Democracy defends on information

Former U.S. Secretary of State Madeleine Albright joined us recently in Brussels to talk about the future of democracy, offering her views on the impact of disinformation on our democratic processes.

While the phenomenon of disinformation is not new, the growth of digital technologies has accelerated the volume and speed with which false stories and junk news are spread to influence public opinion.

The issue is climbing higher in the list of public concerns, with recent polls showing 83% of Europeans think fake news is a threat to democracy. 

Secretary Albright shares this view and she argues that adversaries of democracy are seeking to seed confusion and discord in and amongst nation states through hybrid warfare, which includes the poisoning of information – the essence of democracy.

In this #TechTalk Secretary Albright discusses how the international community should respond to these phenomena by establishing international rules to underpin our collective security strategies in order to defend our democracies on the new battleground of cyberspace.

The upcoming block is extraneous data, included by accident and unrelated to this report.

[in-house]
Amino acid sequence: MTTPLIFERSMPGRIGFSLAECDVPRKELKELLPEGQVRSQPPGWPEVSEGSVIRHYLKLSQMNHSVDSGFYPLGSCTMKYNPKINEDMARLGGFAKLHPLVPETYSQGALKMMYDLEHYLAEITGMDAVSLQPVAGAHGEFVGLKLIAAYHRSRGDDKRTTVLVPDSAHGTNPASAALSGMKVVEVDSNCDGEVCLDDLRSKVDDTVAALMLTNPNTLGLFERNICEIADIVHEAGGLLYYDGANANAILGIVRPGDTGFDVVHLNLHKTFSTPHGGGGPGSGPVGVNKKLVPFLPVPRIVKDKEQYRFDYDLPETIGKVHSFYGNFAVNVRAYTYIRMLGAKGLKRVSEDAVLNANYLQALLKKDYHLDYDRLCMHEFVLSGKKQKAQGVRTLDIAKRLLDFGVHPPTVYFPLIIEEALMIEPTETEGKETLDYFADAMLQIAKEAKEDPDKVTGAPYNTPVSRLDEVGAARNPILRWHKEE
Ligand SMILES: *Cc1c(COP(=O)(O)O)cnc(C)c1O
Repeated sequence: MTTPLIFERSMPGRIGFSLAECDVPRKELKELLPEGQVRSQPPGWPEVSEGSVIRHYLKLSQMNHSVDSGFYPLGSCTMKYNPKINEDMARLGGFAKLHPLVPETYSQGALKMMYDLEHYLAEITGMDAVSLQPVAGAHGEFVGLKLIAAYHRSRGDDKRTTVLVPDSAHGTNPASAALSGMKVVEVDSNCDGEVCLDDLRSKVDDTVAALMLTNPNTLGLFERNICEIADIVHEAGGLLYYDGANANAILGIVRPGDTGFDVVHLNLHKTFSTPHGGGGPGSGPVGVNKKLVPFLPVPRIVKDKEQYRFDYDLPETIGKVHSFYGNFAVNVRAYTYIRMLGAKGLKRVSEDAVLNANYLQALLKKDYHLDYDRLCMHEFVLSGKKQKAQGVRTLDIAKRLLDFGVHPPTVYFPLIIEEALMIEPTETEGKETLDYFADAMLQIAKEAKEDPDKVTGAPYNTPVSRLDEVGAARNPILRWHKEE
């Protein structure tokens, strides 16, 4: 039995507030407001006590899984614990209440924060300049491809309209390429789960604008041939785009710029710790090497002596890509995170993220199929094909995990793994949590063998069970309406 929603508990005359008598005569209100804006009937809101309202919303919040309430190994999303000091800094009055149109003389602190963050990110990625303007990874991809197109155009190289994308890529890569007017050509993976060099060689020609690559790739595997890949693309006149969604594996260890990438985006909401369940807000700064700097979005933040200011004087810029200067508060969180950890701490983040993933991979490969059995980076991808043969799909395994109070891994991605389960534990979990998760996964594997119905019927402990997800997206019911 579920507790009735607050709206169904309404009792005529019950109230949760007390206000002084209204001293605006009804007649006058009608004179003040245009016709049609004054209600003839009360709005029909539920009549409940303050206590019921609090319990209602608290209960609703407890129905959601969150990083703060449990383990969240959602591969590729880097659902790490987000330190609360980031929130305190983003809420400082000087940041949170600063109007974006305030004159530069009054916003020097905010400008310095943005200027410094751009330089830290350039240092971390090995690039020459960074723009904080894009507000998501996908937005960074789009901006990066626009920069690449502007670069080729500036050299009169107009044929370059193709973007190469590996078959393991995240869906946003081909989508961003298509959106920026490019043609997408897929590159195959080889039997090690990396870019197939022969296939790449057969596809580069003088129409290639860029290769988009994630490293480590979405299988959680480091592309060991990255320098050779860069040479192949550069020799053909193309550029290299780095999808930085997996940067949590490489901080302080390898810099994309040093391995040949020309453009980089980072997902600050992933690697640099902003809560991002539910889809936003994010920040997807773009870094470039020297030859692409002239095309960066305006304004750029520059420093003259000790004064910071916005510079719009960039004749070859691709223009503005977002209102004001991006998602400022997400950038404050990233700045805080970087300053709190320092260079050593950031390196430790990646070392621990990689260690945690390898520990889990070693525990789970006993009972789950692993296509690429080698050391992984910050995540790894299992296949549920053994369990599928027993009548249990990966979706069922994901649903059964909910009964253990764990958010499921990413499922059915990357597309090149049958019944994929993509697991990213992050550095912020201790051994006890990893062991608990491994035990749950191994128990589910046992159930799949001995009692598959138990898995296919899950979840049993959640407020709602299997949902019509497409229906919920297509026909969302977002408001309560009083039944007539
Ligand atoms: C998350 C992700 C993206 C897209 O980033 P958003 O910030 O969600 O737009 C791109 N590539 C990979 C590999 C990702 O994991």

Since leaving public office, Secretary Albright’s diplomatic activities have included chairing a group of experts in 2009 to develop a new Strategic Concept for NATO, that expanded the definition of conventional warfare to include hybrid threats such as cyber. At the time the group grappled with the question of how to respond to cyber attacks such as the one unleashed on Estonia in 2007 and debated whether such events should and would trigger an Article V response of collective defense.

According to Secretary Albright, NATO needs to continue to keep pace with the times and recognize that collectively defending cyberspace is essential to upholding democratic processes and protecting our future.

Watch our #TechTalk in full here: 


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